What is the World Economic Forum doing about the coronavirus outbreak?

Responding to the COVID-19 pandemic requires global cooperation among governments, international organizations and the business community, which is at the centre of the World Economic Forum’s mission as the International Organization for Public-Private Cooperation.

Since its launch on 11 March, the Forum’s COVID Action Platform has brought together 1,667 stakeholders from 1,106 businesses and organizations to mitigate the risk and impact of the unprecedented global health emergency that is COVID-19.

The platform is created with the support of the World Health Organization and is open to all businesses and industry groups, as well as other stakeholders, aiming to integrate and inform joint action.

As an organization, the Forum has a track record of supporting efforts to contain epidemics. In 2017, at our Annual Meeting, the Coalition for Epidemic Preparedness Innovations (CEPI) was launched – bringing together experts from government, business, health, academia and civil society to accelerate the development of vaccines. CEPI is currently supporting the race to develop a vaccine against this strand of the coronavirus.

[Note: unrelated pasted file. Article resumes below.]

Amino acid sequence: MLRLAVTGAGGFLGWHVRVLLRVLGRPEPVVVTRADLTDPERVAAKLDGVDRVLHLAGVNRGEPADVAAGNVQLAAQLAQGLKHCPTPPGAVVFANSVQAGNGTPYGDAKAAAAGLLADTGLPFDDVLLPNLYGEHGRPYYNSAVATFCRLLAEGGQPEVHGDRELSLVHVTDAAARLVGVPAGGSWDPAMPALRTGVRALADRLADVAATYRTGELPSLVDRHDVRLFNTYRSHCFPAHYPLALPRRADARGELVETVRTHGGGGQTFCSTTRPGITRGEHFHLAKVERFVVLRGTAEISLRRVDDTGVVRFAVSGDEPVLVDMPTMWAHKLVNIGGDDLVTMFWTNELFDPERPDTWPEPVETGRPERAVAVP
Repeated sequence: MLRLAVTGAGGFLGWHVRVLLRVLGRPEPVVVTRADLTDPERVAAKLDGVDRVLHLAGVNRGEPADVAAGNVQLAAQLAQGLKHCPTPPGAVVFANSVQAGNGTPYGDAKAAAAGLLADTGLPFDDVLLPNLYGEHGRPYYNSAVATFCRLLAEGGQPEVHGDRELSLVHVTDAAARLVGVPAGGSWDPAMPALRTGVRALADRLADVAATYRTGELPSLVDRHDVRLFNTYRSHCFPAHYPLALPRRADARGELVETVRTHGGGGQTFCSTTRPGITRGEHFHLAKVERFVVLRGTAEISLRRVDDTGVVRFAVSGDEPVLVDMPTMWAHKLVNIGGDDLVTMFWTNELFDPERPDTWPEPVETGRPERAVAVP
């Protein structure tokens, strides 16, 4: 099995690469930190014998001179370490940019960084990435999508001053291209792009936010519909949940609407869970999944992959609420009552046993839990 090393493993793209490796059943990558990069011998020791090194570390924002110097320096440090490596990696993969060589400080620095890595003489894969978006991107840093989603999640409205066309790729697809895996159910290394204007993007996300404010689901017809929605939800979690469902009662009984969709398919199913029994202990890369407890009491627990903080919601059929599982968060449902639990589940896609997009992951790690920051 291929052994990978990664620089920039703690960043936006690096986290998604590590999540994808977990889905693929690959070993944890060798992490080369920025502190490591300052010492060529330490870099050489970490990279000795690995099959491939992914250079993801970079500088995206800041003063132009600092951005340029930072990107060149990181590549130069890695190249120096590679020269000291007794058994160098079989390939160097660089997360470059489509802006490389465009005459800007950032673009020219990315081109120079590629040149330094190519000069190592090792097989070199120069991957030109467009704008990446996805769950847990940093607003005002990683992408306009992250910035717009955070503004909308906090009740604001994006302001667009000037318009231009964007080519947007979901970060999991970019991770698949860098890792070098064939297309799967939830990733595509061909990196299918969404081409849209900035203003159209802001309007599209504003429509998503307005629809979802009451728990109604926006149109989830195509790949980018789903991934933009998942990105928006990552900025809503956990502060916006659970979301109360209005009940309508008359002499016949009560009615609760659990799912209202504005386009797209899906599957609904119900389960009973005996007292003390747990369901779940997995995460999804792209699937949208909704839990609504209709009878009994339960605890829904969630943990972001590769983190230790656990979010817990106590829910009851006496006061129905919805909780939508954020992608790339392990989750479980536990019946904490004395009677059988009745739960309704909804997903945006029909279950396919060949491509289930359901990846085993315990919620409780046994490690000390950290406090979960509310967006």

Communities pulling together

In many countries, online delivery services are prioritizing supplies of food for people who are self-isolating. Community groups have also been formed to deliver food and medicines to those who cannot go out because of coronavirus.

The only way to be sure that a person has COVID-19 is to test them. In South Korea, mass testing has helped the authorities contain the spread of the virus and reduce the death toll by isolating those carrying the infection without the need for a total lockdown.

In other nations, like the UK, testing has so far only been undertaken when people are admitted to hospital. Home testing kits are being ordered for use in some countries but are not yet widely available.

The WHO Director-General says each country needs its own solution for isolating people with COVID-19. “Necessity is the mother of invention,” he says, noting the WHO is expecting communities to find the best way of protecting themselves, based on WHO guidelines.